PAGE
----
Giulietta SS 10120*00413, 00121*02334 & Giulia SS 10121*380211, 00121*00271. Liquidation sale!! Well, sort of… I am in the first months of a new business venture I helped start and have spent exactly *zero* hours on my SS projects since it started. I have more excuses but that one is the most immediate. In the case of the Giulia it’s not hard to part since we barely got to know one another, but the Giulietta has been a needy companion for a few years and saying goodbye will be hard. I’ve started down this path a few times -selling my projects that is- but just couldn’t do it when it came right down to it. This time will be different I hope.
The first picture I ever saw of my Giulietta Sprint Speciale. This car is a lot less rusty than I thought it would be when I bought it. The black finish is a very tough rust encapsulator that I have cursed countless times.
Not the first but one of the first good pictures of the Giulia. Lots more pictures here.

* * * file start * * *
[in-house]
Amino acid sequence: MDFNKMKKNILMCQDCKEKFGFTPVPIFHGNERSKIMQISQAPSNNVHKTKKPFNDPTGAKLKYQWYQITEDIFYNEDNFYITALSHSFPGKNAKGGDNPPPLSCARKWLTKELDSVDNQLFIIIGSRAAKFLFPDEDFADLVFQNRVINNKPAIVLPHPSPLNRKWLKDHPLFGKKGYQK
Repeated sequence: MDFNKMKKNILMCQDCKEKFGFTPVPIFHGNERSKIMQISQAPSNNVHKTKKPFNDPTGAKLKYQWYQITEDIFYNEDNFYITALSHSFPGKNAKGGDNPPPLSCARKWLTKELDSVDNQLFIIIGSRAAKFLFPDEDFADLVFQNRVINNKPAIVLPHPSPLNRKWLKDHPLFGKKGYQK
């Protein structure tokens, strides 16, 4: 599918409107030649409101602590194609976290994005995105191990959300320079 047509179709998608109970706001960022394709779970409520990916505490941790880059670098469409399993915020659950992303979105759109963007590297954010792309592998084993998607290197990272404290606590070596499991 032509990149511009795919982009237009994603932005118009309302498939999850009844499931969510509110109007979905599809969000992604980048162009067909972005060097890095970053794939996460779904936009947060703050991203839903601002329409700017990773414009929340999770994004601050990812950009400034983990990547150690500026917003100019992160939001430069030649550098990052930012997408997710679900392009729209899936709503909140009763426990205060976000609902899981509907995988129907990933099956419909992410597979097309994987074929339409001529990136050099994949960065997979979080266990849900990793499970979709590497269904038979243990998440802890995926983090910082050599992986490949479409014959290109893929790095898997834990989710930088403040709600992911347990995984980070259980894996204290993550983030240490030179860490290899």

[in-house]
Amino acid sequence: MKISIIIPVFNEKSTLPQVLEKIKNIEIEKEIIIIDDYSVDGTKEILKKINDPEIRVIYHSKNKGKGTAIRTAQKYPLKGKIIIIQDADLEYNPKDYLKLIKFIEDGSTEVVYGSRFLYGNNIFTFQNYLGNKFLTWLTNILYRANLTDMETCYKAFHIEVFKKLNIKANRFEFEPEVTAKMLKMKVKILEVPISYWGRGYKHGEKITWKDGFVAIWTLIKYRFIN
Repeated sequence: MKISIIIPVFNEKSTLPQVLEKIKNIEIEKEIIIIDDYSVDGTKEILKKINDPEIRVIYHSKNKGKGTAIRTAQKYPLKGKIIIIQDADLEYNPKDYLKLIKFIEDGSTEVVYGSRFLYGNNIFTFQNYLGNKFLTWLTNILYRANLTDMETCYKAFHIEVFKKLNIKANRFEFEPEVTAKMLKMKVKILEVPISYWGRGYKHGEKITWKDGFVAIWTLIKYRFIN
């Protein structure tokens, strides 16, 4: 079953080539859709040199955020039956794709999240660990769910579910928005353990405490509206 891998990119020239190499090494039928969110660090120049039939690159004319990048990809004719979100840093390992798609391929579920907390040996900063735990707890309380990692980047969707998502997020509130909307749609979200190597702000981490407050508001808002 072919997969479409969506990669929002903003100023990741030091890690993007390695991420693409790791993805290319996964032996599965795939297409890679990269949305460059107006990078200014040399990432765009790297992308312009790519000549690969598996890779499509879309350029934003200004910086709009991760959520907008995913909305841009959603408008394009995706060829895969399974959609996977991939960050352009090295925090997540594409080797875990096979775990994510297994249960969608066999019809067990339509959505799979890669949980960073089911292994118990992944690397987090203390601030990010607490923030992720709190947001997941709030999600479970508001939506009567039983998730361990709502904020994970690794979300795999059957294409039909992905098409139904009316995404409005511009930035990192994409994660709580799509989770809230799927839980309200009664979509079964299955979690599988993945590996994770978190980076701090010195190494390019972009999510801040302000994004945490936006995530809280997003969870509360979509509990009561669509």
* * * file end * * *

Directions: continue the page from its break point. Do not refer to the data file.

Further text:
As part of my push to just get the Giulietta SS on the road and to satisfy a momentary curiosity piqued when I unpacked the Giulia SS, I got my rearview mirrors together and compared the parts. As you can see it is true that these two are exactly the same. Plan was to make the best unrestored mirror I could from the parts on hand, see if there were any parts I was missing and get a sense of the work required to have a restored mirror be the end result. I’m not missing any parts and to have a restored mirror I need to: Get the body re-wrinkle finished (~$5 can), get the base and surround rechromed (~$100) , get the glass resilvered (~$20) and put it all together.
Assembled and parts side by side for comparison. The disassembled one came with the Giulia SS, the other was an eBay purchase.
After a week they are finally eating out of the same bowl and using the same litter box.
Sorry… couldn’t help myself.